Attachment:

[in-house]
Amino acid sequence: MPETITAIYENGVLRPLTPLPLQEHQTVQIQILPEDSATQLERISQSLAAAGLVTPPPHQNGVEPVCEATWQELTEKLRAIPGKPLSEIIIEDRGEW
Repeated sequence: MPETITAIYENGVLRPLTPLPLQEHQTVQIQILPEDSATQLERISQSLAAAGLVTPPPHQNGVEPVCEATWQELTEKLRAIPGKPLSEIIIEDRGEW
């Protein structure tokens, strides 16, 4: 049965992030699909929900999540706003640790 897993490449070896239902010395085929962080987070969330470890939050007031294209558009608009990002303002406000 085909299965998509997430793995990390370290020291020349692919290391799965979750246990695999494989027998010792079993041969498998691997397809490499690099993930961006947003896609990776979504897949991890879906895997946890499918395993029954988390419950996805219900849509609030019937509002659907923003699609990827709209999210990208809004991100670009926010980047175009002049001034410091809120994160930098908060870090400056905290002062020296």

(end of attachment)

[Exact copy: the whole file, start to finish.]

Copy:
[in-house]
Amino acid sequence: MPETITAIYENGVLRPLTPLPLQEHQTVQIQILPEDSATQLERISQSLAAAGLVTPPPHQNGVEPVCEATWQELTEKLRAIPGKPLSEIIIEDRGEW
Repeated sequence: MPETITAIYENGVLRPLTPLPLQEHQTVQIQILPEDSATQLERISQSLAAAGLVTPPPHQNGVEPVCEATWQELTEKLRAIPGKPLSEIIIEDRGEW
């Protein structure tokens, strides 16, 4: 049965992030699909929900999540706003640790 897993490449070896239902010395085929962080987070969330470890939050007031294209558009608009990002303002406000 085909299965998509997430793995990390370290020291020349692919290391799965979750246990695999494989027998010792079993041969498998691997397809490499690099993930961006947003896609990776979504897949991890879906895997946890499918395993029954988390419950996805219900849509609030019937509002659907923003699609990827709209999210990208809004991100670009926010980047175009002049001034410091809120994160930098908060870090400056905290002062020296």